WHEN IT is desirable to limit the amount of vascularization in the cornea, the clinician usually resorts to the use of low-voltage x-rays, cortisone, or beta radiation. Although low-voltage x-rays are used in this way rather extensively, there are few reports on experimental work which should form the basis of a procedure difficult to assess clinically. While it has been shown that large doses of x-rays produce corneal damage followed by vascularization (Rohrschneider, 1929; Martin and Reese, 1942), in a series of experimental studies using total doses as low as 1,500 r Scheie and his collaborators have concluded that the vascularization produced by intracorneal sodium hydroxide injection can be markedly inhibited by low-voltage x-rays (1950). They found that daily exposures were more effective in inhibiting corneal vascularization than exposures given at longer intervals and that small single doses, of 300 r, were as effective as larger ones, up to 1,000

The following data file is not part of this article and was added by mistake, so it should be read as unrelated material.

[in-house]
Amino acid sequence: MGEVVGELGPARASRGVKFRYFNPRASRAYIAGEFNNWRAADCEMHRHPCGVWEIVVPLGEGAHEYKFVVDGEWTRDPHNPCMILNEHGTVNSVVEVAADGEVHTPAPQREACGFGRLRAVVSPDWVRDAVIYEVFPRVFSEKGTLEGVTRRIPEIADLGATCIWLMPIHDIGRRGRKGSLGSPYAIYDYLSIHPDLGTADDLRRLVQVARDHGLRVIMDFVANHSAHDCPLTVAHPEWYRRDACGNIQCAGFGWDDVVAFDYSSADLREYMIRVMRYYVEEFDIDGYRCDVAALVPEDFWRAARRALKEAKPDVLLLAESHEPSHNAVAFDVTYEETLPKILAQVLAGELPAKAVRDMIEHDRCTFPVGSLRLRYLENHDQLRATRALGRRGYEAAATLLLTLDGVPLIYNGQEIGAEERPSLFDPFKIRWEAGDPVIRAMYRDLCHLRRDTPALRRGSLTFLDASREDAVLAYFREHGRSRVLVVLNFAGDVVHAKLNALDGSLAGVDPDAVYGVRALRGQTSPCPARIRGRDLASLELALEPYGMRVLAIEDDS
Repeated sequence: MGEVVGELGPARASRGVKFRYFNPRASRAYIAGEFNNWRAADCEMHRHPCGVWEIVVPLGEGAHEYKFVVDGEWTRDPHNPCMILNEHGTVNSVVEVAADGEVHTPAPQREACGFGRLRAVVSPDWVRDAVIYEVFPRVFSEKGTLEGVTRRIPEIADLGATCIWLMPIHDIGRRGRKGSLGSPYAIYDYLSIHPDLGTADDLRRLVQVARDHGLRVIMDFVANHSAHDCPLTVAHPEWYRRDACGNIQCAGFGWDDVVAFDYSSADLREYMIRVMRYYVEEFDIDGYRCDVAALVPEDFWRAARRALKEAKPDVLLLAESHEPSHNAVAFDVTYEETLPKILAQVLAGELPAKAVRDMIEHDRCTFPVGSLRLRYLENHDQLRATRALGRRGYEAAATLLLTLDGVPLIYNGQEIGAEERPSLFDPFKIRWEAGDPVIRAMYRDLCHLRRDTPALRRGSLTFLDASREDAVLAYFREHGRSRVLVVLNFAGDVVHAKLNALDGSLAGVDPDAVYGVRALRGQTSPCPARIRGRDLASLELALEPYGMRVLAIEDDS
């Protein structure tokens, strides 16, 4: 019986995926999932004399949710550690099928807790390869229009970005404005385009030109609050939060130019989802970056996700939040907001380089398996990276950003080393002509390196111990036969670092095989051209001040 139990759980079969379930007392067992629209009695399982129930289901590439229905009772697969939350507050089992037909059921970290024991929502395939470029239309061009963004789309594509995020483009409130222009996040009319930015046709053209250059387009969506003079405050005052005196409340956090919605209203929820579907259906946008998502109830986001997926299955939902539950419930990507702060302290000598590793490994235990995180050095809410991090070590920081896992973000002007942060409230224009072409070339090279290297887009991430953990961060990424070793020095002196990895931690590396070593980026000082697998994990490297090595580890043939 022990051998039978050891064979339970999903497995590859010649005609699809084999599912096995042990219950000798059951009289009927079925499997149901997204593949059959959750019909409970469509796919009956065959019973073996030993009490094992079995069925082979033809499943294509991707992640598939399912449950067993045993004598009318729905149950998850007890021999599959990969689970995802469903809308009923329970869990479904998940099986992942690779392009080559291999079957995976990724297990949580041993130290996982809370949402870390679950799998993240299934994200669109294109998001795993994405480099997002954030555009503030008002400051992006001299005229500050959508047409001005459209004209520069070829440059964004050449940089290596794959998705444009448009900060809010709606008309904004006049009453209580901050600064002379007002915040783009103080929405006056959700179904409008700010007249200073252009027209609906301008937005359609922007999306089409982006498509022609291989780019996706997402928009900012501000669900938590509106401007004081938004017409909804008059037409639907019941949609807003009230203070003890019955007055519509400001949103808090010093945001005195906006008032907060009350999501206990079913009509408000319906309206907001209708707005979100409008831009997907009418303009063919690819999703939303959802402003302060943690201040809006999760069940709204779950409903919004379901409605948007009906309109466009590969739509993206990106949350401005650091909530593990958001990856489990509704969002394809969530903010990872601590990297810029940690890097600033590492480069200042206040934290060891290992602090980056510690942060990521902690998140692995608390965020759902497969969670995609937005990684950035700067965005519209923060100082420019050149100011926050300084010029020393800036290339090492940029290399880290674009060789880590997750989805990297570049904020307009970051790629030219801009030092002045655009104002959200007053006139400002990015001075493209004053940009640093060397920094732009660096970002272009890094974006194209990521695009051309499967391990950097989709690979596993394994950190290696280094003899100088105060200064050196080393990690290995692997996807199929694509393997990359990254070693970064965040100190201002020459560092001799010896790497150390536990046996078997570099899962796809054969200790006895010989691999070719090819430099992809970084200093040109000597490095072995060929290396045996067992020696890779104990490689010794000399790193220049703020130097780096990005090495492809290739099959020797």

MICHAELSON IC, GLUECKER L, STIEGLITZ E. INFLUENCE OF LOW-VOLTAGE X-RADIATION ON INHIBITION AND PREVENTION OF NEW VESSELS IN CORNEA: Comparison with Influence of Cortisone. AMA Arch Ophthalmol. 1954;52(1):77–84. doi:10.1001/archopht.1954.00920050079009
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